Archdiocesan schools face challenges of omicron variant
BRAINTREE -- Almost two years have passed since the coronavirus prompted the closure of schools. Now, while the archdiocesan schools remain open and committed to in-person instruction, the spread of the omicron variant of the coronavirus is causing considerable challenges for the schools in matters of staffing and safety measures.
Speaking to The Pilot on Jan. 11, Archdiocesan Superintendent Thomas Carroll said that these are "very trying times for everyone who works in Catholic schools." He applauded the teachers' "incredible commitment" and said he thinks people should be appreciative of them taking care of children even as coronavirus cases increase.
"I think they should be considered by the public as frontline responders," he said.
The omicron variant of the coronavirus is more contagious than any variant preceding it. However, Carroll noted, while the number of cases among students and staff is "dramatically higher," most seem to pick up the virus outside of school, and transmission within the schools remains low.
If a student or faculty member tests positive for the coronavirus, they have to quarantine for a minimum of five days. This can cause difficulties if too many of a school's faculty members are unable to teach. While the numbers of cases in individual schools vary widely, Carroll said there have been a few instances in which a quarter of the students and staff were out sick.
Each school can decide whether to remain open or temporarily close if too many students or staff members are sick. This sometimes happened in the first year of the pandemic, when some schools in communities with high numbers of coronavirus cases closed for periods of time.
"If it's at all humanly possible, our schools will remain open, with the exception of, if we just don't have enough staff for a particular school," Carroll said.
The spread of the omicron variant has also prompted the extension of one particular safety regulation: the requirement that masks be worn in schools. In this matter, the archdiocesan schools have once again followed the guidance of the state.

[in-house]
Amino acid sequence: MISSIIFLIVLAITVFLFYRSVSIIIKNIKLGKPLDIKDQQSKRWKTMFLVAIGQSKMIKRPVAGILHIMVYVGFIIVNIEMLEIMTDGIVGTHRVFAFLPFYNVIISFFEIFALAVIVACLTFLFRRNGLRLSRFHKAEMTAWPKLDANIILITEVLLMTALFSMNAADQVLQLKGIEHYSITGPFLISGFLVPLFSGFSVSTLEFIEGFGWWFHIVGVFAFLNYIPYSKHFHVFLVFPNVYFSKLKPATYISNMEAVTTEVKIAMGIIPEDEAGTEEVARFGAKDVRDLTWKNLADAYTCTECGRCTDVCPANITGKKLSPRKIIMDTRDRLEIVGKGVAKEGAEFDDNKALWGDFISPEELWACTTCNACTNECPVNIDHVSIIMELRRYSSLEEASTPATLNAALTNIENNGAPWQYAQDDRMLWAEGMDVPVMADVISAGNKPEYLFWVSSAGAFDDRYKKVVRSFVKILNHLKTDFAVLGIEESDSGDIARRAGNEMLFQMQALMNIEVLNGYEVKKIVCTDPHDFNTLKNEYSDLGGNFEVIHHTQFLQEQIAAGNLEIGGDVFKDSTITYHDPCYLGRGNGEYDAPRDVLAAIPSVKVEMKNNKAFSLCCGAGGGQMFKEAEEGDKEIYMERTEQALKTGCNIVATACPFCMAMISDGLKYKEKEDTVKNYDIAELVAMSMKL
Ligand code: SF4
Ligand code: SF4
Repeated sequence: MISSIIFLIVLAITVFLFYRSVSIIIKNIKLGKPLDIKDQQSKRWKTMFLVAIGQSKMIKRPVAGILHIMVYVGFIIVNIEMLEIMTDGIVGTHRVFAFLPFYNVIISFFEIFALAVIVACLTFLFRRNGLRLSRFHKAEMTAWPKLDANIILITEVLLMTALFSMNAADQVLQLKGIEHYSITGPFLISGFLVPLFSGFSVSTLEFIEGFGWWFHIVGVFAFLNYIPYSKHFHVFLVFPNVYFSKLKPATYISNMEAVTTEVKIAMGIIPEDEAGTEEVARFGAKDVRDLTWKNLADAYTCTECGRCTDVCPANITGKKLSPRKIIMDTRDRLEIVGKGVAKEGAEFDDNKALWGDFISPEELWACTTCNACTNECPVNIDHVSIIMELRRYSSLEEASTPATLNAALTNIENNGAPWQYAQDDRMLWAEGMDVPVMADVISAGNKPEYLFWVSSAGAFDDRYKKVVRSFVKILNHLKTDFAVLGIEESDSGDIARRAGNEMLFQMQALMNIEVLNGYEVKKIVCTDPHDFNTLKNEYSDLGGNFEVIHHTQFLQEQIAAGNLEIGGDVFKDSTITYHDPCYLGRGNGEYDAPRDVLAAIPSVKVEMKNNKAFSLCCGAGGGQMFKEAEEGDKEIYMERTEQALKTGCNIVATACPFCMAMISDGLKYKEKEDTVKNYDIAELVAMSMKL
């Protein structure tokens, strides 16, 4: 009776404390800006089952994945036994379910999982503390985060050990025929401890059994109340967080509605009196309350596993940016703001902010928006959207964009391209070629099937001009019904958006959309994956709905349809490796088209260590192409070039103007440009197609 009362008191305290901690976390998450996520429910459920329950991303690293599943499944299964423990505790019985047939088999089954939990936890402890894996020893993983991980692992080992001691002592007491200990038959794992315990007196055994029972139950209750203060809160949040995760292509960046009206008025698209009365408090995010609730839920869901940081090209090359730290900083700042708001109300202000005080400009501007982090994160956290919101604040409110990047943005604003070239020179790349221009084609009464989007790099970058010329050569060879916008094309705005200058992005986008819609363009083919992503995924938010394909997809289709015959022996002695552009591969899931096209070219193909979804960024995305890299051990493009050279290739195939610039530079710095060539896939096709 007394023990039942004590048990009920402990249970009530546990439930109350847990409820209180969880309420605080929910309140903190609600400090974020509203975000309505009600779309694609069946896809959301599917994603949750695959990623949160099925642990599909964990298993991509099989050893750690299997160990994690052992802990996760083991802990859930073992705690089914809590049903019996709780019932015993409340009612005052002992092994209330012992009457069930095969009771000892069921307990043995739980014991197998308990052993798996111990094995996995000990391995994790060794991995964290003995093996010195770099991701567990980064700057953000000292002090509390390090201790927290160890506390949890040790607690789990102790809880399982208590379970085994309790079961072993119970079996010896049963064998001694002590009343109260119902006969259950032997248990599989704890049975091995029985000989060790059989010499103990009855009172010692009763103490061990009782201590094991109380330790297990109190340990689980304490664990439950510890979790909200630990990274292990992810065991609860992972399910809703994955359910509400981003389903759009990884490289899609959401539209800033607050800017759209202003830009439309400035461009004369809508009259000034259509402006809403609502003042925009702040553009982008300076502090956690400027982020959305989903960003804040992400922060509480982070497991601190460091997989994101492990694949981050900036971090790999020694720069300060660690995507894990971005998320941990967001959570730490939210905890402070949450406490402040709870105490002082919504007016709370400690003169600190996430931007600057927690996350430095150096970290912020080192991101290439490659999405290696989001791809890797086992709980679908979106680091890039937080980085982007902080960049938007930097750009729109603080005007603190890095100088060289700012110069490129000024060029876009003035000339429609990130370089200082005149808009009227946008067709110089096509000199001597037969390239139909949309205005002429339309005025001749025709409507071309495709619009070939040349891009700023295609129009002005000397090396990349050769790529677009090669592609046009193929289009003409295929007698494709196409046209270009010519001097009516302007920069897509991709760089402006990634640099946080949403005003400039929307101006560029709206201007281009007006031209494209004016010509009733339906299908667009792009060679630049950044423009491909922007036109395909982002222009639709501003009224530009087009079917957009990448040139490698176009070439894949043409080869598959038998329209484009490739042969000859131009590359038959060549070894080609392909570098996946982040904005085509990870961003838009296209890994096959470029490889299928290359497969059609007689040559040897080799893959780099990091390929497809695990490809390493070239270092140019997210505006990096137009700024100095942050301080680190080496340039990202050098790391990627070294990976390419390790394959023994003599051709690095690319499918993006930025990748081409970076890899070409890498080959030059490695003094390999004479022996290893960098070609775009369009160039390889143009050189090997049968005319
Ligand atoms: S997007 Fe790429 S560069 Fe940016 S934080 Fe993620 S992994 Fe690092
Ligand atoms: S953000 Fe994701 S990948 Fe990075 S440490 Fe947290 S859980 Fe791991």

Throughout the pandemic, Gov. Charlie Baker has been respectful of schools' religious liberties, and policies set out for the public schools have not been imposed on the archdiocesan schools. However, the archdiocese has voluntarily based the guidelines and requirements for its schools on those set forth for the public schools.
Before this academic year began, the governor issued a universal mask requirement for public school faculty, staff, and students five years and older. This requirement was supposed to end on Jan. 15 but was recently extended to Feb. 28. After conferring with Cardinal Seán P. O'Malley, Carroll decided the archdiocesan schools would do the same.
In a Jan. 11 communication announcing the extension, Carroll professed a belief that their ability to keep schools open would be "seriously compromised" without mask requirements in place.
"We have prioritized keeping our schools open, but to do so requires maintaining safeguards that will protect students, faculty, and their older relatives. These safeguards include social distancing, washing hands, keeping buildings clean, and the masking of students and staff," Carroll said in the letter, which was posted on the Catholic Schools Office's website.
There are some exceptions to the mask requirement. Children under the age of five are not required to wear masks, nor are people whose doctors advise against it for medical reasons. In schools where at least 80 percent of the community -- students, staff and faculty -- has received the coronavirus vaccine, vaccinated individuals may go without masks.
Carroll acknowledged the frustration of some parents who do not want their children to wear masks any longer. However, he said, "given what's happening with the numbers with omicron, I think this is the wrong time for us to take any undue risk."
He also noted that those same parents "fervently" want the schools to remain open. But without the mask mandate, many schools would likely see closures.
"Faced with those two choices, we prioritized keeping our schools open and believe that, given what's going on, wearing masks is a small price," Carroll said.